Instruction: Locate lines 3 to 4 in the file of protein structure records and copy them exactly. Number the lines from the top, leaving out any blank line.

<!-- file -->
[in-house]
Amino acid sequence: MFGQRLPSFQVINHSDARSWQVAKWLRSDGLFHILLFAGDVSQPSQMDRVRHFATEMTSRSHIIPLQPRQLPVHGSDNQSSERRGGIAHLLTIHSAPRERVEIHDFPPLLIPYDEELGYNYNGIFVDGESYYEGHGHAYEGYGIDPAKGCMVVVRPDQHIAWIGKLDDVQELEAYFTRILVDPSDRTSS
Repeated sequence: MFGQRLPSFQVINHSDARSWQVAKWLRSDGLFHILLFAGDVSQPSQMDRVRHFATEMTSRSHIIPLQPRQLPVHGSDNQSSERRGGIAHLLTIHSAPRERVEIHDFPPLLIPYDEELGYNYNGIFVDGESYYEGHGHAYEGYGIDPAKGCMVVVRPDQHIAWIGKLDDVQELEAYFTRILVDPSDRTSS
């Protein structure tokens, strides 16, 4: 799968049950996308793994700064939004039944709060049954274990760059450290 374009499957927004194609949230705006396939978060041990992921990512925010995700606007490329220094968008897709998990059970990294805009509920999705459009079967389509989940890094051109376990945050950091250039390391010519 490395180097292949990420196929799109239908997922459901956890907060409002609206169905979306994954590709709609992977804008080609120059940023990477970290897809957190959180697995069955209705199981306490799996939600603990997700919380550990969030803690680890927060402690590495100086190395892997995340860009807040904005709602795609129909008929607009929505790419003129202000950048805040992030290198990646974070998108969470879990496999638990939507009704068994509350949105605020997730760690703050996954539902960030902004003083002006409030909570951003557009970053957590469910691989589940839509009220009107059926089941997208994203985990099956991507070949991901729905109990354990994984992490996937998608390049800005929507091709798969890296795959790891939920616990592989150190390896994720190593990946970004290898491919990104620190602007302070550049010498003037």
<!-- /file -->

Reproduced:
Repeated sequence: MFGQRLPSFQVINHSDARSWQVAKWLRSDGLFHILLFAGDVSQPSQMDRVRHFATEMTSRSHIIPLQPRQLPVHGSDNQSSERRGGIAHLLTIHSAPRERVEIHDFPPLLIPYDEELGYNYNGIFVDGESYYEGHGHAYEGYGIDPAKGCMVVVRPDQHIAWIGKLDDVQELEAYFTRILVDPSDRTSS
């Protein structure tokens, strides 16, 4: 799968049950996308793994700064939004039944709060049954274990760059450290 374009499957927004194609949230705006396939978060041990992921990512925010995700606007490329220094968008897709998990059970990294805009509920999705459009079967389509989940890094051109376990945050950091250039390391010519 490395180097292949990420196929799109239908997922459901956890907060409002609206169905979306994954590709709609992977804008080609120059940023990477970290897809957190959180697995069955209705199981306490799996939600603990997700919380550990969030803690680890927060402690590495100086190395892997995340860009807040904005709602795609129909008929607009929505790419003129202000950048805040992030290198990646974070998108969470879990496999638990939507009704068994509350949105605020997730760690703050996954539902960030902004003083002006409030909570951003557009970053957590469910691989589940839509009220009107059926089941997208994203985990099956991507070949991901729905109990354990994984992490996937998608390049800005929507091709798969890296795959790891939920616990592989150190390896994720190593990946970004290898491919990104620190602007302070550049010498003037």